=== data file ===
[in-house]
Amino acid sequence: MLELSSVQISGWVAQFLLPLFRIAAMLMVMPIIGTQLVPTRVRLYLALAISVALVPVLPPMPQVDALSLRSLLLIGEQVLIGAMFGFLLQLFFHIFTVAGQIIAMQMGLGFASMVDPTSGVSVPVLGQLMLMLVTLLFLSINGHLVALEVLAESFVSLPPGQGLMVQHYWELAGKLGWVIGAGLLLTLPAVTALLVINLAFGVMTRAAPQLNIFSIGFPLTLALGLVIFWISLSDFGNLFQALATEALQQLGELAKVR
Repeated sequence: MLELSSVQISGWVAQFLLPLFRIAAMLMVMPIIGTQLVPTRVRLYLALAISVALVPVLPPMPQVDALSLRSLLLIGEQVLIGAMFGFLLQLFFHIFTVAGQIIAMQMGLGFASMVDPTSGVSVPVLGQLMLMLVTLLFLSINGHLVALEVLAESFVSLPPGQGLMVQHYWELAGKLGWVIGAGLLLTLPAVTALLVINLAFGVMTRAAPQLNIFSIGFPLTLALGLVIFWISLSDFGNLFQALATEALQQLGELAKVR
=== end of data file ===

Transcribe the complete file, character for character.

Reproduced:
[in-house]
Amino acid sequence: MLELSSVQISGWVAQFLLPLFRIAAMLMVMPIIGTQLVPTRVRLYLALAISVALVPVLPPMPQVDALSLRSLLLIGEQVLIGAMFGFLLQLFFHIFTVAGQIIAMQMGLGFASMVDPTSGVSVPVLGQLMLMLVTLLFLSINGHLVALEVLAESFVSLPPGQGLMVQHYWELAGKLGWVIGAGLLLTLPAVTALLVINLAFGVMTRAAPQLNIFSIGFPLTLALGLVIFWISLSDFGNLFQALATEALQQLGELAKVR
Repeated sequence: MLELSSVQISGWVAQFLLPLFRIAAMLMVMPIIGTQLVPTRVRLYLALAISVALVPVLPPMPQVDALSLRSLLLIGEQVLIGAMFGFLLQLFFHIFTVAGQIIAMQMGLGFASMVDPTSGVSVPVLGQLMLMLVTLLFLSINGHLVALEVLAESFVSLPPGQGLMVQHYWELAGKLGWVIGAGLLLTLPAVTALLVINLAFGVMTRAAPQLNIFSIGFPLTLALGLVIFWISLSDFGNLFQALATEALQQLGELAKVR